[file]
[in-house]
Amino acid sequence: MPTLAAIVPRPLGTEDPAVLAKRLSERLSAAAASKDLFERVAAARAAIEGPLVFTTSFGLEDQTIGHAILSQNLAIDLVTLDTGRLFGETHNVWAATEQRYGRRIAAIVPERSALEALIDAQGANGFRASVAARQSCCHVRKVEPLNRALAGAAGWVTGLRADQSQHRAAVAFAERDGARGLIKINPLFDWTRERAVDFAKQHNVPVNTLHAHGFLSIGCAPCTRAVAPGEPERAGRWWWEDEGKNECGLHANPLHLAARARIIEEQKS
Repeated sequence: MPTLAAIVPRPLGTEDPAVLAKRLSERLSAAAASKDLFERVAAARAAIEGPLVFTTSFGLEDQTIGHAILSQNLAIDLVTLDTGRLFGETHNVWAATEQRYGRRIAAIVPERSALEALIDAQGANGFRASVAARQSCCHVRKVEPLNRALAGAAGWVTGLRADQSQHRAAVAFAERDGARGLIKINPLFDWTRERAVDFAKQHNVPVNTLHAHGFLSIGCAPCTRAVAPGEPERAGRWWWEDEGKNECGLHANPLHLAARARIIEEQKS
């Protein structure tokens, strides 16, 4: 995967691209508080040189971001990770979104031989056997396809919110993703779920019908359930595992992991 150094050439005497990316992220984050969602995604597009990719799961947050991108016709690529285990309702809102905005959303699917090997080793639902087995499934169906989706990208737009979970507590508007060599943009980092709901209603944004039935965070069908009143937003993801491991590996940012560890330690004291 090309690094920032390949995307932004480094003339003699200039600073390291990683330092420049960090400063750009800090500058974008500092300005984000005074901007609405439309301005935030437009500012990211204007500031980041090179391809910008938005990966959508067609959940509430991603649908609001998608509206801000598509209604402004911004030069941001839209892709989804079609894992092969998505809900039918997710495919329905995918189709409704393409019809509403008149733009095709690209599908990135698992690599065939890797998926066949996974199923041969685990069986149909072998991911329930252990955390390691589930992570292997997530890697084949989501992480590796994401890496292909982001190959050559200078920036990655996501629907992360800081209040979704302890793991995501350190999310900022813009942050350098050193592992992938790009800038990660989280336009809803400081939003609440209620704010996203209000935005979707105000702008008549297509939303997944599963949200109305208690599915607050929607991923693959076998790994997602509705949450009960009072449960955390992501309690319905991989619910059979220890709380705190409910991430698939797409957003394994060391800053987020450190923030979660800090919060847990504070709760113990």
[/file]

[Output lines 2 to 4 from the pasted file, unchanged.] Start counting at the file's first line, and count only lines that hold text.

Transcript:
Amino acid sequence: MPTLAAIVPRPLGTEDPAVLAKRLSERLSAAAASKDLFERVAAARAAIEGPLVFTTSFGLEDQTIGHAILSQNLAIDLVTLDTGRLFGETHNVWAATEQRYGRRIAAIVPERSALEALIDAQGANGFRASVAARQSCCHVRKVEPLNRALAGAAGWVTGLRADQSQHRAAVAFAERDGARGLIKINPLFDWTRERAVDFAKQHNVPVNTLHAHGFLSIGCAPCTRAVAPGEPERAGRWWWEDEGKNECGLHANPLHLAARARIIEEQKS
Repeated sequence: MPTLAAIVPRPLGTEDPAVLAKRLSERLSAAAASKDLFERVAAARAAIEGPLVFTTSFGLEDQTIGHAILSQNLAIDLVTLDTGRLFGETHNVWAATEQRYGRRIAAIVPERSALEALIDAQGANGFRASVAARQSCCHVRKVEPLNRALAGAAGWVTGLRADQSQHRAAVAFAERDGARGLIKINPLFDWTRERAVDFAKQHNVPVNTLHAHGFLSIGCAPCTRAVAPGEPERAGRWWWEDEGKNECGLHANPLHLAARARIIEEQKS
């Protein structure tokens, strides 16, 4: 995967691209508080040189971001990770979104031989056997396809919110993703779920019908359930595992992991 150094050439005497990316992220984050969602995604597009990719799961947050991108016709690529285990309702809102905005959303699917090997080793639902087995499934169906989706990208737009979970507590508007060599943009980092709901209603944004039935965070069908009143937003993801491991590996940012560890330690004291 090309690094920032390949995307932004480094003339003699200039600073390291990683330092420049960090400063750009800090500058974008500092300005984000005074901007609405439309301005935030437009500012990211204007500031980041090179391809910008938005990966959508067609959940509430991603649908609001998608509206801000598509209604402004911004030069941001839209892709989804079609894992092969998505809900039918997710495919329905995918189709409704393409019809509403008149733009095709690209599908990135698992690599065939890797998926066949996974199923041969685990069986149909072998991911329930252990955390390691589930992570292997997530890697084949989501992480590796994401890496292909982001190959050559200078920036990655996501629907992360800081209040979704302890793991995501350190999310900022813009942050350098050193592992992938790009800038990660989280336009809803400081939003609440209620704010996203209000935005979707105000702008008549297509939303997944599963949200109305208690599915607050929607991923693959076998790994997602509705949450009960009072449960955390992501309690319905991989619910059979220890709380705190409910991430698939797409957003394994060391800053987020450190923030979660800090919060847990504070709760113990």